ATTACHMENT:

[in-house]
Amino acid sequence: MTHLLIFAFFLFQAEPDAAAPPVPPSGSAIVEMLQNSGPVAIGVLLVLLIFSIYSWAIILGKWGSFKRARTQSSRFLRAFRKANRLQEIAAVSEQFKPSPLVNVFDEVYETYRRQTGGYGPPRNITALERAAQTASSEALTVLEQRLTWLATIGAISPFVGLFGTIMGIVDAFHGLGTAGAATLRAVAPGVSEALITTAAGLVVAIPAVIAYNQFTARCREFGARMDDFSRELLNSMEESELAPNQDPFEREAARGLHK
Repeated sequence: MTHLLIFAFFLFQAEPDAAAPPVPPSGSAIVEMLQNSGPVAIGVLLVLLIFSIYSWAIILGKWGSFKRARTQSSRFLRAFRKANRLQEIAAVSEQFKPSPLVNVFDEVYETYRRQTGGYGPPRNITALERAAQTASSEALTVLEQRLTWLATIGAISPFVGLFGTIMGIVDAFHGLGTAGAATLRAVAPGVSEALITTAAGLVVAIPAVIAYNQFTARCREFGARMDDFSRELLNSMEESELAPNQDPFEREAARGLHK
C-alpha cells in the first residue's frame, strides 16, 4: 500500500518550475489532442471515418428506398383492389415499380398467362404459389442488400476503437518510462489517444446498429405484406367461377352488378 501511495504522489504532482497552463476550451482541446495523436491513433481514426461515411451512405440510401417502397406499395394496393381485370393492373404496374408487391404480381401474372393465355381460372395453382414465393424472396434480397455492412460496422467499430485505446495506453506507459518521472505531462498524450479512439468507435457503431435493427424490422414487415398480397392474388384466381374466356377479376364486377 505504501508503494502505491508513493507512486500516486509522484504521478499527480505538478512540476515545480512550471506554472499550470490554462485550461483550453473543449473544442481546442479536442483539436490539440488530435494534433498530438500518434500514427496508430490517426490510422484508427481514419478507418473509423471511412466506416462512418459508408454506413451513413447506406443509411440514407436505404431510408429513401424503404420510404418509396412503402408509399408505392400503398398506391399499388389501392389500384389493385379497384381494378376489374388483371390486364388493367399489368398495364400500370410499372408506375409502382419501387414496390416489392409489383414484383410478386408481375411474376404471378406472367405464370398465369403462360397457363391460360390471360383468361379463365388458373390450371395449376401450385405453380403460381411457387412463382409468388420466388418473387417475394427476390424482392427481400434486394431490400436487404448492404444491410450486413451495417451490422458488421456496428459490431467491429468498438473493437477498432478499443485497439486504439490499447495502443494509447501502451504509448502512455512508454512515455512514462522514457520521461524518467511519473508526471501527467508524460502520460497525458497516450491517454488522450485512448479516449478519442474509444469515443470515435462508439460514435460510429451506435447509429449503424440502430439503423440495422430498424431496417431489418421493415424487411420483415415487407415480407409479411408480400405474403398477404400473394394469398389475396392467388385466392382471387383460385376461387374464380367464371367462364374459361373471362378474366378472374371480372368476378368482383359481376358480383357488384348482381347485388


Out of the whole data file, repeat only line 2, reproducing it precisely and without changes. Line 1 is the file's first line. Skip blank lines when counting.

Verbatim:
Amino acid sequence: MTHLLIFAFFLFQAEPDAAAPPVPPSGSAIVEMLQNSGPVAIGVLLVLLIFSIYSWAIILGKWGSFKRARTQSSRFLRAFRKANRLQEIAAVSEQFKPSPLVNVFDEVYETYRRQTGGYGPPRNITALERAAQTASSEALTVLEQRLTWLATIGAISPFVGLFGTIMGIVDAFHGLGTAGAATLRAVAPGVSEALITTAAGLVVAIPAVIAYNQFTARCREFGARMDDFSRELLNSMEESELAPNQDPFEREAARGLHK